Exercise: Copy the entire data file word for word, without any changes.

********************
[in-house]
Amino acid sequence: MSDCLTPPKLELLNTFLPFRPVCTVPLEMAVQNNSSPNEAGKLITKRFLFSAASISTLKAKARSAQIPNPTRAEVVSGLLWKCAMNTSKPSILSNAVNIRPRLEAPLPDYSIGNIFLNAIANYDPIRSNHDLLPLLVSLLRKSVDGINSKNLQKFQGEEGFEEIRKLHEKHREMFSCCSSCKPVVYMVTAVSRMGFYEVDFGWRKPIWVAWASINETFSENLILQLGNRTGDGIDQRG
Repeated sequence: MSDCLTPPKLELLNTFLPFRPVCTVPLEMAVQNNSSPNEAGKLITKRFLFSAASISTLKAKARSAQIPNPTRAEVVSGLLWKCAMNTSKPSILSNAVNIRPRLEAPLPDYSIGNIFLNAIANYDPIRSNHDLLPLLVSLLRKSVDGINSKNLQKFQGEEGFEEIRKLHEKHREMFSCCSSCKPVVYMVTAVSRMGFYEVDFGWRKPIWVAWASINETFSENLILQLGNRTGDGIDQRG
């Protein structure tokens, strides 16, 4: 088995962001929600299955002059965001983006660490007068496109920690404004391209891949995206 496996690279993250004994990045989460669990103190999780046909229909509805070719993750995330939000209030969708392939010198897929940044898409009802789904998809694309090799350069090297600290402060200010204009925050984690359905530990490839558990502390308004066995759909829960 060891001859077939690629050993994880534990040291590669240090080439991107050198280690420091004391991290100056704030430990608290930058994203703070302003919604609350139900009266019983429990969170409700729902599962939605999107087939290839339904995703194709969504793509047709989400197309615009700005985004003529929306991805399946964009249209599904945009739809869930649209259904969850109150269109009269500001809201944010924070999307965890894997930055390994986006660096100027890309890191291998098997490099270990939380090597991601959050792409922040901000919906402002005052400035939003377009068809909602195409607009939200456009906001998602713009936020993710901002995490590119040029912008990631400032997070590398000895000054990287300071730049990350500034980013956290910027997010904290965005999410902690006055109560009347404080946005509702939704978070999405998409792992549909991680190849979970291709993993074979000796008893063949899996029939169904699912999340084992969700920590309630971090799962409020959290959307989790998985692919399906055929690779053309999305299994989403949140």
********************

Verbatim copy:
[in-house]
Amino acid sequence: MSDCLTPPKLELLNTFLPFRPVCTVPLEMAVQNNSSPNEAGKLITKRFLFSAASISTLKAKARSAQIPNPTRAEVVSGLLWKCAMNTSKPSILSNAVNIRPRLEAPLPDYSIGNIFLNAIANYDPIRSNHDLLPLLVSLLRKSVDGINSKNLQKFQGEEGFEEIRKLHEKHREMFSCCSSCKPVVYMVTAVSRMGFYEVDFGWRKPIWVAWASINETFSENLILQLGNRTGDGIDQRG
Repeated sequence: MSDCLTPPKLELLNTFLPFRPVCTVPLEMAVQNNSSPNEAGKLITKRFLFSAASISTLKAKARSAQIPNPTRAEVVSGLLWKCAMNTSKPSILSNAVNIRPRLEAPLPDYSIGNIFLNAIANYDPIRSNHDLLPLLVSLLRKSVDGINSKNLQKFQGEEGFEEIRKLHEKHREMFSCCSSCKPVVYMVTAVSRMGFYEVDFGWRKPIWVAWASINETFSENLILQLGNRTGDGIDQRG
């Protein structure tokens, strides 16, 4: 088995962001929600299955002059965001983006660490007068496109920690404004391209891949995206 496996690279993250004994990045989460669990103190999780046909229909509805070719993750995330939000209030969708392939010198897929940044898409009802789904998809694309090799350069090297600290402060200010204009925050984690359905530990490839558990502390308004066995759909829960 060891001859077939690629050993994880534990040291590669240090080439991107050198280690420091004391991290100056704030430990608290930058994203703070302003919604609350139900009266019983429990969170409700729902599962939605999107087939290839339904995703194709969504793509047709989400197309615009700005985004003529929306991805399946964009249209599904945009739809869930649209259904969850109150269109009269500001809201944010924070999307965890894997930055390994986006660096100027890309890191291998098997490099270990939380090597991601959050792409922040901000919906402002005052400035939003377009068809909602195409607009939200456009906001998602713009936020993710901002995490590119040029912008990631400032997070590398000895000054990287300071730049990350500034980013956290910027997010904290965005999410902690006055109560009347404080946005509702939704978070999405998409792992549909991680190849979970291709993993074979000796008893063949899996029939169904699912999340084992969700920590309630971090799962409020959290959307989790998985692919399906055929690779053309999305299994989403949140």